This Commons Library briefing looks at the two child limit in Child Tax Credit and in Universal Credit introduced for new claims and births from 6 April 2017. There will be limited exceptions to the two child rule, including where a child was conceived as a result of a "non-consensual sexual act."
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Alongside universal Child Benefit, Child Tax Credit (CTC) provides means-tested support for low income families with children. Tax credits are being replaced by Universal Credit, but the new benefit is not expected to fully replace existing benefits until 2022.
Announcement in Summer Budget 2015
Summer Budget 2015 announced important changes to tax credits and to Universal Credit, as part of a wider package of welfare measures to yield additional savings of £13 billion a year by 2020-21. From April 2017, the family element in Child Tax Credit and the equivalent in Universal Credit – worth £545 a year to most families – will be abolished for new claims. The per child element in CTC and the equivalent element in UC – worth £2,780 a year – will also be limited to two children for new claims and births from 6 April 2017. The Government justifies this on the grounds that families in receipt of means-tested benefits “should face the same financial choices about having children as those supporting themselves solely through work.” The two measures will eventually yield savings of £5 billion a year, with the two child limit accounting for around £3 billion. Around 900,000 families with three or more children currently receive tax credits. Child Benefit will continue to be paid for all children.
Protections for existing claimants and in “exceptional circumstances”
There will be protection for families already getting support for third and subsequent children born before April 2017. The disabled child premia in tax credits and UC will also continue to be paid to all children with a disability. Full support for third and subsequent children born after April 2017 will also be available in certain “exceptional circumstances.” This will include children cared for by family or close friends under “kinship care” arrangements, children adopted from local authority care, and multiple births. There will also be an exception for “non-consensual conceptions.”
Consultation on exceptions to the two child rule
In October 2016 the Government launched a consultation “to inform the detailed design” of the exceptions, and their implementation. The Government’s response in the light of the consultation was published on 20 January 2017, and regulations to provide for the exceptions were laid before Parliament on 15 March. Both sets of regulations are subject to the negative resolution procedure.
The two child limit – and the non-consensual conception exception category in particular – is highly controversial. The Government intends to use evidence from third party professionals – such as doctors and social workers – to determine eligibility for the exception on grounds of non-consensual conception. The Social Security Advisory Committee has commented that DWP faces “complex challenges in ensuring that the proposals are delivered in an effective, fair and safe way”, flagging up concerns about privacy, the requirement that the woman is not living with the alleged perpetrator, and how the third party decision model will work in practice.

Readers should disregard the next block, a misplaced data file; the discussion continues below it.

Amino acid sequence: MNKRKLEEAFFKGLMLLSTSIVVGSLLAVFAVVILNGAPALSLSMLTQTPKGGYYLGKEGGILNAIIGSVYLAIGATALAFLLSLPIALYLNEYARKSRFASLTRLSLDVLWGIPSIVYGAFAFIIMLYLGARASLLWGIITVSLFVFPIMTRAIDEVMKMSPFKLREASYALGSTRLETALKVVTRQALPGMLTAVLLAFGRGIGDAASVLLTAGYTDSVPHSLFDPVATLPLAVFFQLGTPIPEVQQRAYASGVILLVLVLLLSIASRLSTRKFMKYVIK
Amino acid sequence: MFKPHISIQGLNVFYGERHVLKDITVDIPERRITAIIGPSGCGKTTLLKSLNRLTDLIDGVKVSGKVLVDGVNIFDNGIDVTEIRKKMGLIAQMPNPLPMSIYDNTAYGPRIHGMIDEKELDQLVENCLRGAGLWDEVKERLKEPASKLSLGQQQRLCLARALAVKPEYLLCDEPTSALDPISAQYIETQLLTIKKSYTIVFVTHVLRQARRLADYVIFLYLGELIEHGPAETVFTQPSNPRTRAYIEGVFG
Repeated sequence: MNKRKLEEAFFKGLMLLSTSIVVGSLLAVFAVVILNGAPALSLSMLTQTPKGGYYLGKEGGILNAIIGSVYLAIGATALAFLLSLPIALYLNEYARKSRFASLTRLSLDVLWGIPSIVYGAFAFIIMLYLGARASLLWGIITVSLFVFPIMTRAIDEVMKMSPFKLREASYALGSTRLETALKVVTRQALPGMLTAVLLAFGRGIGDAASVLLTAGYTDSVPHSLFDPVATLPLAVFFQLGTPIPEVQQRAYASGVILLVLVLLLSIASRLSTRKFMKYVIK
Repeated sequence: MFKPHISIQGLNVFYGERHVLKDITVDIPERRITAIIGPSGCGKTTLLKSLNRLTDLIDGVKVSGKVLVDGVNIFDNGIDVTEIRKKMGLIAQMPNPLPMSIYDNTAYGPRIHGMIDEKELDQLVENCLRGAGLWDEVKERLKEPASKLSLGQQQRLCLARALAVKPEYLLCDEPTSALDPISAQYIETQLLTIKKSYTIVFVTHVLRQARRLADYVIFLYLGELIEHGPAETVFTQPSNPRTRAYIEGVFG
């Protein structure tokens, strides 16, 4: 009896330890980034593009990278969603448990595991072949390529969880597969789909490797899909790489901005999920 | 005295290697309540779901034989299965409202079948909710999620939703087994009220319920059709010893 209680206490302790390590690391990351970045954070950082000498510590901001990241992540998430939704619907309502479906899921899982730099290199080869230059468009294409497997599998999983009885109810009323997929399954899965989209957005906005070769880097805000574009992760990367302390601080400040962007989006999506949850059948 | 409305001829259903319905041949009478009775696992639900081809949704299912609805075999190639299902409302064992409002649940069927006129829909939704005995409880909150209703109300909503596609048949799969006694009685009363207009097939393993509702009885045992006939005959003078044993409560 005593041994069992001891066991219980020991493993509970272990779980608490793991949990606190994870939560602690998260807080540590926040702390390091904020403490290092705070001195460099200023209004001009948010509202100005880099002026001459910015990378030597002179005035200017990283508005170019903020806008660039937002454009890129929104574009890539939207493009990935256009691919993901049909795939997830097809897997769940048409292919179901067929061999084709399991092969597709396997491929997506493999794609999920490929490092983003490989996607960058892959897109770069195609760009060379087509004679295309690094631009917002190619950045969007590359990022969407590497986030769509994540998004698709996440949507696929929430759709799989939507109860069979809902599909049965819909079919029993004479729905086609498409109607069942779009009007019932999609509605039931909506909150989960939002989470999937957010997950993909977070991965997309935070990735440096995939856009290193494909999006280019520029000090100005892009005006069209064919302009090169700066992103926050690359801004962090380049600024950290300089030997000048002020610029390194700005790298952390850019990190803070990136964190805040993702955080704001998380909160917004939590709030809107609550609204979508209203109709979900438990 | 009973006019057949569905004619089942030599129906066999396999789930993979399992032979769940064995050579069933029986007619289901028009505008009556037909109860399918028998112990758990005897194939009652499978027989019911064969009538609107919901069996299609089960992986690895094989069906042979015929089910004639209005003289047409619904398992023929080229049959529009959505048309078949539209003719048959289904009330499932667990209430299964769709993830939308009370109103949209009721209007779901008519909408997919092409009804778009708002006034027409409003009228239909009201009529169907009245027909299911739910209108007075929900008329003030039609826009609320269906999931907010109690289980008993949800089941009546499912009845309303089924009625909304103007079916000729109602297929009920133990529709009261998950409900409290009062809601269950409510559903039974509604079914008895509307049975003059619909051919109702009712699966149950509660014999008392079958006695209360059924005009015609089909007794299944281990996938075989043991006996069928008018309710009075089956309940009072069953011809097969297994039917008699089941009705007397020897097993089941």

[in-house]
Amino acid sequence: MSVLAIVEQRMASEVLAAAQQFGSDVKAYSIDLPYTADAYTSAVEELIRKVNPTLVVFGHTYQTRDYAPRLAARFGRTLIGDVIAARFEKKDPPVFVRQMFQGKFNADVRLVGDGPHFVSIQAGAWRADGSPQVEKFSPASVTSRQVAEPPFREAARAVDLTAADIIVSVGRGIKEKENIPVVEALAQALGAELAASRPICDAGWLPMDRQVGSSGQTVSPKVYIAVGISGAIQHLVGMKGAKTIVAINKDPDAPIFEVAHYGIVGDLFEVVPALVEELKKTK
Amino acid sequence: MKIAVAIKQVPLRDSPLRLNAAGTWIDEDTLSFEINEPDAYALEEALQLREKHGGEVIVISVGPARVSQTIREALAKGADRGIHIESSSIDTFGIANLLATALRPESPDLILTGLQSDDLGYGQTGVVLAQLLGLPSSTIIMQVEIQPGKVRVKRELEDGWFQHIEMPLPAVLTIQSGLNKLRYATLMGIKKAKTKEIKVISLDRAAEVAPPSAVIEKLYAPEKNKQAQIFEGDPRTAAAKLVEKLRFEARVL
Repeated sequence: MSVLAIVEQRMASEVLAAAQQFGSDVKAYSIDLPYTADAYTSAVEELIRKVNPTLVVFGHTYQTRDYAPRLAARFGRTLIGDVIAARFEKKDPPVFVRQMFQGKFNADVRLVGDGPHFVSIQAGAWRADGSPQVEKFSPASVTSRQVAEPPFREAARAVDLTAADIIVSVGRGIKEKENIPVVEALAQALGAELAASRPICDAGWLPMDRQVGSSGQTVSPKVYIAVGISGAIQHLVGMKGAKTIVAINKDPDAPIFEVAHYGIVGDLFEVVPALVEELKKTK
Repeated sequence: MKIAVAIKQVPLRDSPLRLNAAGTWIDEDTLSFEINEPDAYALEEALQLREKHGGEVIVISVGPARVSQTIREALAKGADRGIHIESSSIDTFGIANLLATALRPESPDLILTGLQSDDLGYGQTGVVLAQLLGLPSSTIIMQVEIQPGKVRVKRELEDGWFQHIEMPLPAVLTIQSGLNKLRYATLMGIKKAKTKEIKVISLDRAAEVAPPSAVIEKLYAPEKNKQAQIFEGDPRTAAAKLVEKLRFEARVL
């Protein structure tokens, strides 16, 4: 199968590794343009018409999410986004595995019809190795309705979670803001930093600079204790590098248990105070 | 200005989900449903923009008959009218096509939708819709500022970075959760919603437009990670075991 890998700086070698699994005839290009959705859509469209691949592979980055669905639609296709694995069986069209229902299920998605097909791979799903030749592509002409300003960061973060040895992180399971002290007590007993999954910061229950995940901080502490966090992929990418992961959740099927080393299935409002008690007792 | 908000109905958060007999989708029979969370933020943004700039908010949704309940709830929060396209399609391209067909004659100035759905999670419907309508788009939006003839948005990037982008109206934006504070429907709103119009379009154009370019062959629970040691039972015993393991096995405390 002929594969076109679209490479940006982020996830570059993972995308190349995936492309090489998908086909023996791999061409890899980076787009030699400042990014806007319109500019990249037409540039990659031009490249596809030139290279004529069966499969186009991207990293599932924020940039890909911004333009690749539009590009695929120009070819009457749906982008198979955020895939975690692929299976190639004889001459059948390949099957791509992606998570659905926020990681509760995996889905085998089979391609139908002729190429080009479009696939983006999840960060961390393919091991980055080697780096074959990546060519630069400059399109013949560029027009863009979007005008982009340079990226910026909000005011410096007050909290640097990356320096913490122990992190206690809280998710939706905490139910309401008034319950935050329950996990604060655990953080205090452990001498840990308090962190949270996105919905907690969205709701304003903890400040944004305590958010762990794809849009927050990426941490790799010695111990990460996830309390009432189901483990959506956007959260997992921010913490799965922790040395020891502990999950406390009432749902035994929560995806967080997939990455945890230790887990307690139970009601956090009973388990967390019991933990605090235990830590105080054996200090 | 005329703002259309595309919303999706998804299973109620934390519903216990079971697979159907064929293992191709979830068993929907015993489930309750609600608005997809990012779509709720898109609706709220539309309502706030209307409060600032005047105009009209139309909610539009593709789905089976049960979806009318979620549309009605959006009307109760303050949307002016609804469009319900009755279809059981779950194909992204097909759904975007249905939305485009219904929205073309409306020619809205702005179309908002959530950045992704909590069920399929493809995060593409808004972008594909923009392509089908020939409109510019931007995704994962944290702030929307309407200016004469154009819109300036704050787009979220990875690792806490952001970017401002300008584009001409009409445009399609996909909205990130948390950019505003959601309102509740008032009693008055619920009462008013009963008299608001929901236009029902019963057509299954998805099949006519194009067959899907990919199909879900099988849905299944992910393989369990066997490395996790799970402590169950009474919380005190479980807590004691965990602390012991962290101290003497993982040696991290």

Secondary Legislation Scrutiny Committee reports
The House of Lords Secondary Legislation Scrutiny Committee questioned whether the Government had made adequate arrangements for assessing entitlement to the exception for non-consensual conception, noted financial and ethical concerns voiced by the local authorities and charities which DWP expects will be involved in third party assessments, and drew attention to particular issues relating to Northern Ireland. The Committee added that DWP’s responses to a number of its questions cast doubt on whether the system would be fully set up by 6 April, and on whether the exception for non-consensual conception can ever be made to work.
The Secondary Legislation Scrutiny Committee published a second report on 6 April, relating to further correspondence with the Minister for Employment about the Committee’s concerns. While the Committee had received a clear answer about the numbers likely to be affected and where the burden of proof would lie, it said that the Minister’s responses to its other questions were “simply stock phrases.” The Committee was not reassured about the availability and training of third party assessors. In addition, it was “disappointed by the Government’s insistence that their “high-level messaging” following the Budget in 2015 was sufficient to alert claimants to the change in the law when the submissions we received indicated that this was clearly not the case.” The Committee also observed: “As a general rule we find that publishing claimant guidance only on the day that the policy comes into effect unhelpful: in this case, we think it particularly inappropriate.”